Franz SCHUBERT (1797 - 1828)
Die schöne Müllerin, D.795, op. 25
see end of review for track listing
Karol Kozłowski (tenor), Jolanta Pawlik (piano)
rec. Witold Lutoslawski Concert Studio of Polish Radio, Warsaw, September 2011
Sung texts with Polish translations enclosed
DUX 0588 [62:59]
The Schubert song-cycles have long been associated with baritones. In the 1930s it was Gerhard Hüsch who set standards, Hans Hotter followed suit and from the early fifties Dietrich Fischer-Dieskau dominated the market. By sheer coincidence I have in my latest bunch a box with all three cycles recorded by F-D at the very beginning of his career. I know that Schwanengesang is not a cycle in the real sense of the word but it is invariably performed as if it were. I am a great admirer of F-D but at least Die schöne Müllerin often is better suited to be sung by a tenor. The marvellous Danish tenor Aksel Schiøtz made a pioneering recording in 1945, by many regarded as definitive, Peter Schreier sang it with his customary feeling for the text and during the last few years two tenors, who must be added to the short-list, have come my way: Jan Kobow and Daniel Behle. Many others have also set down this cycle: Gedda, Wunderlich, Bostridge and Prégardien, for instance. So competition is keen for a newcomer.
The young Polish tenor Karol Kozłowski has an attractive voice, youthful tone and nuanced phrasing. If the opening of Das Wandern felt a bit four-square it might be due to some initial nervousness - provided that the songs were recorded in the published order, which I know nothing about. Any such inhibitions soon disappear but what remains throughout is the poor sound of the piano. It is not the tuning but the tone, as recorded, is clangy and that affects the experience of the songs and the singing. The accompaniment as such is rather recessed, rather unobtrusive, which means that it is not irritating - apart from the actual sound - but it isn’t very interesting either.
The singer, however, goes from strength to strength and ends up with a reading that is spontaneous sounding and seemingly calculated. He sings Am Feierabend with intensity and plaintive tone, and in Der Neugierige he caresses O, Bächlein meiner Liebe exquisitely. In Ungeduld he delivers full-throated singing of impressive breadth - maybe a notch too much.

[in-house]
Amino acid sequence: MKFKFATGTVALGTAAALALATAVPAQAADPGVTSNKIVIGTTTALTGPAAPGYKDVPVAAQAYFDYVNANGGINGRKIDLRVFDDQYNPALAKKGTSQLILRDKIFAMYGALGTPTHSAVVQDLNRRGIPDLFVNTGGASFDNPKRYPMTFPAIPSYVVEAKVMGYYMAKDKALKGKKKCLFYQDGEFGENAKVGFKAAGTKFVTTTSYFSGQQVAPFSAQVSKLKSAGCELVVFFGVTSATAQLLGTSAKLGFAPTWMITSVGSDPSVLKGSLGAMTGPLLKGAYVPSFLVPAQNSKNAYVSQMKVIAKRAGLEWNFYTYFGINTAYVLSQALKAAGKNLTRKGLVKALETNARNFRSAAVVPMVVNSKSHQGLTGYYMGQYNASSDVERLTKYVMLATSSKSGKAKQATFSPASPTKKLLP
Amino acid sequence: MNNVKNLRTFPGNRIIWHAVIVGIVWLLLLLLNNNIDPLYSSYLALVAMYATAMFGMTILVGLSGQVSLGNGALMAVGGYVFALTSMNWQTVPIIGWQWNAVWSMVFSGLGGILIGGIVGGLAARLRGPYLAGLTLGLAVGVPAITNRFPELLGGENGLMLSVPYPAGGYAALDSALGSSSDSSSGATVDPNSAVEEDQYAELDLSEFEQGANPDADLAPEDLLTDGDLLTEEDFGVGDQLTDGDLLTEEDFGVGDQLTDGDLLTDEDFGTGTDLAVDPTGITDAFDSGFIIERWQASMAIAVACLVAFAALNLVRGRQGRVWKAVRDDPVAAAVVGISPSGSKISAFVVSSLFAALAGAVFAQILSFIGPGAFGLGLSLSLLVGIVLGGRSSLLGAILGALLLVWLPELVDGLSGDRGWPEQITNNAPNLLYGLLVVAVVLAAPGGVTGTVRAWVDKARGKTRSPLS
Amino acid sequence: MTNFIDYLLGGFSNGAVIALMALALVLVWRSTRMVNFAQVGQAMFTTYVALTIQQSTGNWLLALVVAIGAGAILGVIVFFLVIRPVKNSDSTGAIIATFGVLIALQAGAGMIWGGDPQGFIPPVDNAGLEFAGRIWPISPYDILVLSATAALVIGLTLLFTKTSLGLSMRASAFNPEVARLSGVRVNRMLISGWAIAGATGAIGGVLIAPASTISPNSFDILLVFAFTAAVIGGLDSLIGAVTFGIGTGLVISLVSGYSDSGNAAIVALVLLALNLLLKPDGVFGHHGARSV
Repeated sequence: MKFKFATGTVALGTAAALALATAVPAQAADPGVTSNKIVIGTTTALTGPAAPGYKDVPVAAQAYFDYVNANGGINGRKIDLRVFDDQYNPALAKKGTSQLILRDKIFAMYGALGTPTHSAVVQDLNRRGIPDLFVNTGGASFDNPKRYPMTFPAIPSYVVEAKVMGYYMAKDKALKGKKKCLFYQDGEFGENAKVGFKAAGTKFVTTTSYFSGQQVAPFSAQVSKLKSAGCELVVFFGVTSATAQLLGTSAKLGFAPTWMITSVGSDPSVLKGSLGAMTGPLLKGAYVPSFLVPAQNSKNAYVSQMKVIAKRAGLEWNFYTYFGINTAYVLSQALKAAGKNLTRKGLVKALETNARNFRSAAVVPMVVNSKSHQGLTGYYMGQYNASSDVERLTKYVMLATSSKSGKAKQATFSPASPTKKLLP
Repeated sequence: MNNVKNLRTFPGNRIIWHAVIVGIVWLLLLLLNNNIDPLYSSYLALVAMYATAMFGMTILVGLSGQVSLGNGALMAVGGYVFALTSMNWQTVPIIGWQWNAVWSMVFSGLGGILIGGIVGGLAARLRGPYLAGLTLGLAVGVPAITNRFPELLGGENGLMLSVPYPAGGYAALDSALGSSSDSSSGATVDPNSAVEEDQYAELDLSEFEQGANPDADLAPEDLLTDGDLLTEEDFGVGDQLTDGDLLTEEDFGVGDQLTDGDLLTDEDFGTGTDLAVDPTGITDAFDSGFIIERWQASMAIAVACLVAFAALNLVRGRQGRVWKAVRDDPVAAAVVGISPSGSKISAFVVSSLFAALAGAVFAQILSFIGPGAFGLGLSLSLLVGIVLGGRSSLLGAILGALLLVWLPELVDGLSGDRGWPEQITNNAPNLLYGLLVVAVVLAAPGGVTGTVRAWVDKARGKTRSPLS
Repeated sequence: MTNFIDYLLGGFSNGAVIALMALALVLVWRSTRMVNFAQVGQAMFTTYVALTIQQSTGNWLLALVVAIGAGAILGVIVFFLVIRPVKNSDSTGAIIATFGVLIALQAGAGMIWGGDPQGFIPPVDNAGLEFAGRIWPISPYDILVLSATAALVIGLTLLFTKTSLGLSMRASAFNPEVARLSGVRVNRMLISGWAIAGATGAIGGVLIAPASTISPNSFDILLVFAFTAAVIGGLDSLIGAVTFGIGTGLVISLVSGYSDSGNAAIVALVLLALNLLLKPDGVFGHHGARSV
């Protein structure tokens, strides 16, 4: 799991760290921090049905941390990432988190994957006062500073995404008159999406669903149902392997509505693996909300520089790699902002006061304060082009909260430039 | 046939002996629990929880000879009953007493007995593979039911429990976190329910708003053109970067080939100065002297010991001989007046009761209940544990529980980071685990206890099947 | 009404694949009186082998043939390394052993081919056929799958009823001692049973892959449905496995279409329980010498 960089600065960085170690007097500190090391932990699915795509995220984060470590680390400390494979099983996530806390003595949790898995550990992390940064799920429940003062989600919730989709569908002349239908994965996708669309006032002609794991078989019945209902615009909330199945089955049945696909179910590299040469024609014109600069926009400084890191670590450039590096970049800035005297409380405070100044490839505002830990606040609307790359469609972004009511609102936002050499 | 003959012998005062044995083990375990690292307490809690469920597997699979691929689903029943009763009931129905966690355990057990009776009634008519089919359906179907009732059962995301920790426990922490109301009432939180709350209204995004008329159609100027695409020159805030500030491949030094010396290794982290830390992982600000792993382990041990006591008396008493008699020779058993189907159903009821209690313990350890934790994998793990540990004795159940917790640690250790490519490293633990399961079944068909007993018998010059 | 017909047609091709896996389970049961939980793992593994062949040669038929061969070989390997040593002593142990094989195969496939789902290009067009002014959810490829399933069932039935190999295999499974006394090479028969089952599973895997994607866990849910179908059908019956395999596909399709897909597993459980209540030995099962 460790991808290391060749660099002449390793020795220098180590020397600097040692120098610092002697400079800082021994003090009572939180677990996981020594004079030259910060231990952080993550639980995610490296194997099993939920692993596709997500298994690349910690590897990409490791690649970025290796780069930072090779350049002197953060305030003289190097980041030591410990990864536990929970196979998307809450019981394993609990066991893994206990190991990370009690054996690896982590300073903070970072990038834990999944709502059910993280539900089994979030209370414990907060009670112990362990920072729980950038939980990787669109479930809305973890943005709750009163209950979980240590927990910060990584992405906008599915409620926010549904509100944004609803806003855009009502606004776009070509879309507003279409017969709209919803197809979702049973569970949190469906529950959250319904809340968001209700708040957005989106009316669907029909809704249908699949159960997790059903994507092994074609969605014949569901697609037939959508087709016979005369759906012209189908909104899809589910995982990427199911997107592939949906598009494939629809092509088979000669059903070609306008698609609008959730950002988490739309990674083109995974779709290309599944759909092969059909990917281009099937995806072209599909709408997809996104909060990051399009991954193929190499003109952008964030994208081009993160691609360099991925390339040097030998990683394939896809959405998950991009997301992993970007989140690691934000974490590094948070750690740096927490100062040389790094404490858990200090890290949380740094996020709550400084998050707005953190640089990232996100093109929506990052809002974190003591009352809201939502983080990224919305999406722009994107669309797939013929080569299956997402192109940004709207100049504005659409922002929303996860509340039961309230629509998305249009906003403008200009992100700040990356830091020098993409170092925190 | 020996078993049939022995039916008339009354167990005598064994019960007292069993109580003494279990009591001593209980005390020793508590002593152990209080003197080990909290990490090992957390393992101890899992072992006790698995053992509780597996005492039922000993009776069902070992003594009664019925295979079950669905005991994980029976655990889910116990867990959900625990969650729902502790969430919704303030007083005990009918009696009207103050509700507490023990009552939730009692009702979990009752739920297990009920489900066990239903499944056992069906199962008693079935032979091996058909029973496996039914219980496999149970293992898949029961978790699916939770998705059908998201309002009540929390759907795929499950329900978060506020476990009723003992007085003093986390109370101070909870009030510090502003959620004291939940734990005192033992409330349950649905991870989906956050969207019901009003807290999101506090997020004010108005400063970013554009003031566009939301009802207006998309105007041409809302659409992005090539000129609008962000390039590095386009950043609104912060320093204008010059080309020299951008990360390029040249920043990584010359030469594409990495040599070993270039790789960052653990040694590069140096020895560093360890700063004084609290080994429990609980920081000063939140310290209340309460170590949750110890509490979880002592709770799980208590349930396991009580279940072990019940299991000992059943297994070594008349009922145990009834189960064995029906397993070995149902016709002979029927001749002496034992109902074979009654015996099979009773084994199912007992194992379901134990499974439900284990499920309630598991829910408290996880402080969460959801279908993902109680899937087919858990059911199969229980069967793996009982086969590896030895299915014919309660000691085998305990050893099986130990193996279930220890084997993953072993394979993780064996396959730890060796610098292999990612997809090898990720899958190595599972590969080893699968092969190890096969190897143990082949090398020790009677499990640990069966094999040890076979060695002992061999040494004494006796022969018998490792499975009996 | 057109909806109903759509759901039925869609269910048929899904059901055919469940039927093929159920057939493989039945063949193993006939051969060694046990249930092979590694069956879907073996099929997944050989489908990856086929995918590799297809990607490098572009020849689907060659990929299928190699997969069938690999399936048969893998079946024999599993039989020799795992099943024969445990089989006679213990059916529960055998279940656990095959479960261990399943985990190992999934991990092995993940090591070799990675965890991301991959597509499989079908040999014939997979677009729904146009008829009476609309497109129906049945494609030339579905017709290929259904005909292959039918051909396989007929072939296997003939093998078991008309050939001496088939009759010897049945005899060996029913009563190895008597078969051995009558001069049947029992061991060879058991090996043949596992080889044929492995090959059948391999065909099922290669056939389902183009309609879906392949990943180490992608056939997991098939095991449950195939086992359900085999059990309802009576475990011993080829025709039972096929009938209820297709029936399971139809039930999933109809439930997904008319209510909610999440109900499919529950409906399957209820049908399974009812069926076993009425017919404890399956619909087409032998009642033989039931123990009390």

Morgengruss is one of the very best readings here, where his well judged nuances is a challenge for both Kobow and Behle. His pianissimo singing is lovely - just listen to the half-voice in Des Müllers Blumen. In faster songs, like Mein! he tends to be less flexible, even a bit clumsy, but elsewhere he is fresh, expressive and elegant. Try Mit dem grünen Lautenbande. Der Jäger is powerful and dramaticand Die liebe Farbe is tender.
The last three songs are always the most touching. Trockne Blumen is sung so soft, so inward, so definitive, with a crescendo on Ihr Blümlein alle and also on the very last stanza Dann Blümlein alle heraus, heraus! / Der Mai ist kommen, der Winter ist aus.
Der Müller und der Bach is also sensitively sung but I miss a more distinctive differentiation between the miller and the brook. This is after all a duet. The brook’s concluding soliloquy is movingly sung - though very slow. Overall his tempos are on the slow side and occasionally I would have welcomed some more forward movement.
The tenors I listed in the first paragraph will not be dethroned by this version, but my general impression is: Beautiful, considered singing without exaggerations. I will be looking forward to hearing more of Karol Kozłowski.
Masterwork Index: Die schöne Müllerin
1. Das Wandern [2:38]
2. Wohin? [2:15]
3. Halt! [1:33]
4. Danksagung an den Bach [2:07]
5. Am Feierabend [2:32]
6. Der Neugierige [3:55]
7. Ungeduld [2:34]
8. Morgengruss [4:42]
9. Des Müllers Blumen [3:38]
10. Tränenregen [4:02]
11. Mein! [2:20]
12. Pause [4:25]
13. Mit dem grünen Lautenbande [1:59]
14. Der Jäger [1:11]
15. Eifersucht und Stolz [1:36]
16. Die liebe Farbe [4:18]
17. Die böse Farbe [2:02]
18. Trockne Blumen [3:45]
19. Der Müller und der Bach [4:16]
20. Des Baches Wiegenlied [7:12]
Beautiful, considered singing without exaggerations.
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